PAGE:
DESPITE HIS reputation as a neoconservative, even a right-winger, Kelly never stopped thinking of himself as a liberal — or, at least, a certain kind of liberal. In 1999, I interviewed Kelly as part of a symposium on America in the post-impeachment era. I was surprised that he expressed as much anger as the most ardent liberal might toward the punitive welfare-reform bill that Bill Clinton had signed. He even went so far as to blast the then-president as a conservative in Democratic clothing (see " What, Me Worry? " , News and Features, April 30, 1999).
" Apart from interest-group policies, which are largely race and cultural policies, this is a conservative president, " Kelly said. " He’s a law-and-order president, he is an anti-welfare president, he is in significant ways more conservative than Ronald Reagan dared to be. " He added: " In the black sections of a city like Boston, you’ve got entire neighborhoods where there are no men left because they’re all in jail. This is a national catastrophe of immense proportions — a great moral, liberal cause. It’s stunning the degree to which you simply never hear the administration talk about that. Nothing. Dead silence. Meanwhile, the vice-president is assuring us that he’s going to do something to ensure parking spaces for sport-utility vehicles in every suburb. " And for good measure, he defined Clintonism thusly: " It isn’t actually liberalism. It is an incredibly cheap, shallow, profoundly cynical, deeply valueless emptiness. "
But Kelly’s views were too complicated, and too conflicted, to lead him to call for a revival of the sort of liberalism that might actually make a difference in the African-American community. Indeed, in 2000 he openly rooted for George W. Bush, writing in the Post, " The country can afford a 40-watt president. It cannot afford to allow the Clinton-Gores, corroded to the core, to further define corrosion down. "
The last time I spoke to Kelly was in October 2001, just as the war in Afghanistan was getting under way. I was working on a piece on how the media should respond to the censorious rules the military was attempting to impose. Kelly’s answer could serve as his epitaph: " If you want to cover the war, and you want to do field stuff, you’re best off going your own way and hoping you get lucky, " he said, recalling his 1991 exploits. " What makes reporters uncomfortable is that it’s such a gamble " — that is, there might be no story — " but there’s no other way to do it " (see " Don't Quote Me, " News and Features, October 5, 2001). Ironically, in this second Iraq war, Kelly played by the Pentagon’s rules because it seemed like that was the surest way to see action. He was right.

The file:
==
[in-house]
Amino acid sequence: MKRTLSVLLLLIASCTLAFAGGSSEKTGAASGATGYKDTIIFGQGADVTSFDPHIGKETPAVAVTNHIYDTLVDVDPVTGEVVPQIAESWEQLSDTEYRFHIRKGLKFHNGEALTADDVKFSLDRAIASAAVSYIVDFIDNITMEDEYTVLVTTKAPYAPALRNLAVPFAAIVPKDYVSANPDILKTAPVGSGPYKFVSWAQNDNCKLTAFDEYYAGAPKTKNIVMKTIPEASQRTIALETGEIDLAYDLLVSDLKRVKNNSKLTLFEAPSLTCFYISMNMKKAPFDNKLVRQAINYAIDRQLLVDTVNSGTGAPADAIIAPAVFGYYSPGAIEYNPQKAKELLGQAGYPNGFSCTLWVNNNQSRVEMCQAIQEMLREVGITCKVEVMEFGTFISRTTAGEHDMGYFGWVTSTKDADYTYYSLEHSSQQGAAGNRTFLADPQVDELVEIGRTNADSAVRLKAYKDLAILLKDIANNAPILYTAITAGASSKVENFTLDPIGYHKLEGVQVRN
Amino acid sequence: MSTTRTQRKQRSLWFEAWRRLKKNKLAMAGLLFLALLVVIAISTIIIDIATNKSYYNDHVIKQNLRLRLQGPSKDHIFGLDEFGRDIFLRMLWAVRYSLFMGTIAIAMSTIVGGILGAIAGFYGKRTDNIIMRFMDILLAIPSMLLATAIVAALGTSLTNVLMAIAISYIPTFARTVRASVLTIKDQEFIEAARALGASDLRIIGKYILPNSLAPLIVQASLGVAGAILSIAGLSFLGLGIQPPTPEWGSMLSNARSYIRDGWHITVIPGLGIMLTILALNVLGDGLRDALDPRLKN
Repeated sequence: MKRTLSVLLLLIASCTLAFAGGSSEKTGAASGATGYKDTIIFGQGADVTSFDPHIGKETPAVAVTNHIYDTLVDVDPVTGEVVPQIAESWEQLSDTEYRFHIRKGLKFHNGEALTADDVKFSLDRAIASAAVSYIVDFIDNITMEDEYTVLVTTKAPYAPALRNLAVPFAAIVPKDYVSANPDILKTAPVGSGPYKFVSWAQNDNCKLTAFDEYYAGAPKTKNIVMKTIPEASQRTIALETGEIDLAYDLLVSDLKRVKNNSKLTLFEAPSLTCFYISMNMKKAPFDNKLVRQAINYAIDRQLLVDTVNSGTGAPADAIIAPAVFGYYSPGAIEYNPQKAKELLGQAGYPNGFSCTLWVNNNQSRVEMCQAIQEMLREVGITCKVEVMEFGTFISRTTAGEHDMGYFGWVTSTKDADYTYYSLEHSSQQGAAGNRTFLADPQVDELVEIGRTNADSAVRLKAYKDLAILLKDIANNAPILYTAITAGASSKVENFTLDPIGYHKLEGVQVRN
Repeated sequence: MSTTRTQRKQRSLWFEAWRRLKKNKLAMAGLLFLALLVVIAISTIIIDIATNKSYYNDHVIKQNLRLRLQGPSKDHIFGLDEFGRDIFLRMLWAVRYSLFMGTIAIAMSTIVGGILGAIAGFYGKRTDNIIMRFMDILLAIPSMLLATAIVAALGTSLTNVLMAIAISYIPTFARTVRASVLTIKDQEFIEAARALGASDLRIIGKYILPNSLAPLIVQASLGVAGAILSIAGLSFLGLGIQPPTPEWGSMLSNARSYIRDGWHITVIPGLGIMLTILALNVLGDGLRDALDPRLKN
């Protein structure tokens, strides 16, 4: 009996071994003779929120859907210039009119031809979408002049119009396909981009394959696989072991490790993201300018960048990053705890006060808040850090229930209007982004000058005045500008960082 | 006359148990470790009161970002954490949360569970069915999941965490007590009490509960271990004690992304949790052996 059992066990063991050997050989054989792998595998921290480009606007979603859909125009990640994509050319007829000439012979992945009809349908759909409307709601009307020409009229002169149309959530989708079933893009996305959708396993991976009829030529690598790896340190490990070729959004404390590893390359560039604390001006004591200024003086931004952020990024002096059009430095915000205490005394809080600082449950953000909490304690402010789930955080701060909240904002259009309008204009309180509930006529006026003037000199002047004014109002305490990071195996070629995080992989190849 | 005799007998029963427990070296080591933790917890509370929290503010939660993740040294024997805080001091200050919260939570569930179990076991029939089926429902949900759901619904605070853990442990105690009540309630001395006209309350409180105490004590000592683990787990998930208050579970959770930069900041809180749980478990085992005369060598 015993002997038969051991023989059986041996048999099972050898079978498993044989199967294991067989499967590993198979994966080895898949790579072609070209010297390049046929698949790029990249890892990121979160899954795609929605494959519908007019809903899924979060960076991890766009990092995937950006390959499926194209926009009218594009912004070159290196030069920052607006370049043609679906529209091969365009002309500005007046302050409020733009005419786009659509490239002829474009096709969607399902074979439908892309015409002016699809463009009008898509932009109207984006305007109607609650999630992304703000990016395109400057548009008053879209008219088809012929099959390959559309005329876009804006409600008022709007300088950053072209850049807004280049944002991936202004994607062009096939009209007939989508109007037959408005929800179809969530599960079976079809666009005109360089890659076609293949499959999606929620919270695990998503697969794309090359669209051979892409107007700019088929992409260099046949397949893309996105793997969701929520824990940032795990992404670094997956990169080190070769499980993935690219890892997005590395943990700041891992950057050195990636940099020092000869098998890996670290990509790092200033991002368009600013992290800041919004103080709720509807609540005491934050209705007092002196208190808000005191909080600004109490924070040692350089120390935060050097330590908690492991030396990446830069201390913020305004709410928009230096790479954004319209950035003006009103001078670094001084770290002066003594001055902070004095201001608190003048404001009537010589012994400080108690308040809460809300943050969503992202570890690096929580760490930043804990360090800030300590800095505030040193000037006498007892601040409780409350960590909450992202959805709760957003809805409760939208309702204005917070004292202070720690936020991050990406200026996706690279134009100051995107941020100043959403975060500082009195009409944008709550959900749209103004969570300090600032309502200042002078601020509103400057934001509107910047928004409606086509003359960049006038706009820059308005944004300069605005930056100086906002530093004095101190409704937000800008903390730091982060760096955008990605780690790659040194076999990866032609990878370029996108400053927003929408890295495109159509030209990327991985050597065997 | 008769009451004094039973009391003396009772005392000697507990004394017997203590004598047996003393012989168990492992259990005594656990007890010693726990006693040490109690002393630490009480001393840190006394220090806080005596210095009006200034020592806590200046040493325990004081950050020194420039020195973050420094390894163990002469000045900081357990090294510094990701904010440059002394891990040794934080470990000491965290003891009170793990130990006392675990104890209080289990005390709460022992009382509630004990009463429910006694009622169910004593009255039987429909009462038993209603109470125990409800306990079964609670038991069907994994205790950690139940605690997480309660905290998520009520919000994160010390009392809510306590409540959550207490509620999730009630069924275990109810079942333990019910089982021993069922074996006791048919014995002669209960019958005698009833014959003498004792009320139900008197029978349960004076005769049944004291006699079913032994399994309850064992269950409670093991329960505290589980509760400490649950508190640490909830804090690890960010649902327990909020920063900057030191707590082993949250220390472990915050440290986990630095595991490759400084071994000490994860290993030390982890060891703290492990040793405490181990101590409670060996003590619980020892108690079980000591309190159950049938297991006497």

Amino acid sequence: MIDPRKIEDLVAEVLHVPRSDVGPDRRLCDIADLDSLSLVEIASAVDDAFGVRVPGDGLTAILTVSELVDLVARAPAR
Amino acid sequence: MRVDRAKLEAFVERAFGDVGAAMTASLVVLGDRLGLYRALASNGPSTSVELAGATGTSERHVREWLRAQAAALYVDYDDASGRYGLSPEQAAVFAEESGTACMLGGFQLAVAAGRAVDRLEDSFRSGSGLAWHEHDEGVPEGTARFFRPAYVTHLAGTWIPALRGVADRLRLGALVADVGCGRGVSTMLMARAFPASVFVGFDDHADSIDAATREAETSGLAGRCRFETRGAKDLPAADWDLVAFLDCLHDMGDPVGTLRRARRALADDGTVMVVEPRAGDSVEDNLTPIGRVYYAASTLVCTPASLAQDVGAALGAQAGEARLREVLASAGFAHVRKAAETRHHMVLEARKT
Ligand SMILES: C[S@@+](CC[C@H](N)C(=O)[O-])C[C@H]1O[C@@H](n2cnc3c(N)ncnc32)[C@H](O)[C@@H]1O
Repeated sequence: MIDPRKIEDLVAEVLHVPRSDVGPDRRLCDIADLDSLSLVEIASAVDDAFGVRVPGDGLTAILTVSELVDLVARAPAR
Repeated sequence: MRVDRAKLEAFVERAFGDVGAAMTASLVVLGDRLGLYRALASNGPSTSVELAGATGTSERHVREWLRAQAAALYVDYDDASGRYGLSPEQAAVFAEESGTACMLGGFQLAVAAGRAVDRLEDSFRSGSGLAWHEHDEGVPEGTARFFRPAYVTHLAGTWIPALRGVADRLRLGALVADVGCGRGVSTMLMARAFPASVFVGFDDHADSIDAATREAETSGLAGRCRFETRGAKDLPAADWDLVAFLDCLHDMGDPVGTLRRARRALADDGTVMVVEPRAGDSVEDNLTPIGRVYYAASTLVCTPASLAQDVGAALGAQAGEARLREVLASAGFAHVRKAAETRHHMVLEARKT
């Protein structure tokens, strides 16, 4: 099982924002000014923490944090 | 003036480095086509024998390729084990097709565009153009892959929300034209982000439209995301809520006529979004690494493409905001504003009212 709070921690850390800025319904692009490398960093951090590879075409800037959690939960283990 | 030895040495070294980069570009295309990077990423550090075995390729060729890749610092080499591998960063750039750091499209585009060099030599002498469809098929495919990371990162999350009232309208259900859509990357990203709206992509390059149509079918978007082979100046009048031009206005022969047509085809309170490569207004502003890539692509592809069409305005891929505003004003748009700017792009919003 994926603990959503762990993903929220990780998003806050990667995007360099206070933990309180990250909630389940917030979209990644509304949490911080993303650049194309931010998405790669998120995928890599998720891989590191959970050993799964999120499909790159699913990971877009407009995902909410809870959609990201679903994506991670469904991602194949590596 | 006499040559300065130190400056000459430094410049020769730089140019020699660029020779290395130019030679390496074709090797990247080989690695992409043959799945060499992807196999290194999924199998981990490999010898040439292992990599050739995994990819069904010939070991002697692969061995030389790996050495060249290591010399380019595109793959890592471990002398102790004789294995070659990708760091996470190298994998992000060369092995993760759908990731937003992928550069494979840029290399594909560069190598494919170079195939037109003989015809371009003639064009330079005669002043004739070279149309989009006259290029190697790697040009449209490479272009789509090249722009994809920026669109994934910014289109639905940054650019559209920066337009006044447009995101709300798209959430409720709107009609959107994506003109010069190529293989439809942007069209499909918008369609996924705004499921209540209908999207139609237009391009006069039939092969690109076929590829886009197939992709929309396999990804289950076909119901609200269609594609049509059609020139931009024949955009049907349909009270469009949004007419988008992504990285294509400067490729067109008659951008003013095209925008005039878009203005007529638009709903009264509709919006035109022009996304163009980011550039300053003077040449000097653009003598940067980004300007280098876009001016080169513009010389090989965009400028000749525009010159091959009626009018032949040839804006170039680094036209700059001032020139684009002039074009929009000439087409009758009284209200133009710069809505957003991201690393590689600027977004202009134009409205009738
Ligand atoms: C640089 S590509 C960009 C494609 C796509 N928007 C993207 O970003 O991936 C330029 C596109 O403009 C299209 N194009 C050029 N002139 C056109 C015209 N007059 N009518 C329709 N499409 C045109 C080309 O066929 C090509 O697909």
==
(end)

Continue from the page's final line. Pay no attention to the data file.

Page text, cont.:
In recent weeks, first in Kuwait and then in dispatches as an Army embed, Kelly seemed to have rediscovered his voice. In his Post column, he expressed surprise at how hard the Iraqis were fighting back — or even that they were fighting back. It was a miscalculation that may have cost him his life, although I have no doubt that he would have signed on even if he could have fully anticipated the danger. Much has been written about the two young boys, ages six and three, whom he has left behind, but this is what he lived for. He was a brave and curious man, and those qualities cost him his life in the sands of Iraq.
Twelve years ago, Kelly found himself surrounded as he attempted to drive in Kuwait City, which had just been liberated. " A father lifted his little girl up so that she could see the Americans, " he wrote in Martyrs’ Day. " She was wearing her Sunday-best dress. She said, ‘I love you.’ It was a great sweetness, and I am sure I will never experience anything like it again. "
Despite all the death and destruction of the current war, despite the fears that it will lead to various unpleasant (and worse) consequences, a similar moment of pure joy dawned in Baghdad on Wednesday.
It’s a shame Michael Kelly wasn’t there to experience it for himself.
Dan Kennedy can be reached at dkennedy[a]phx.com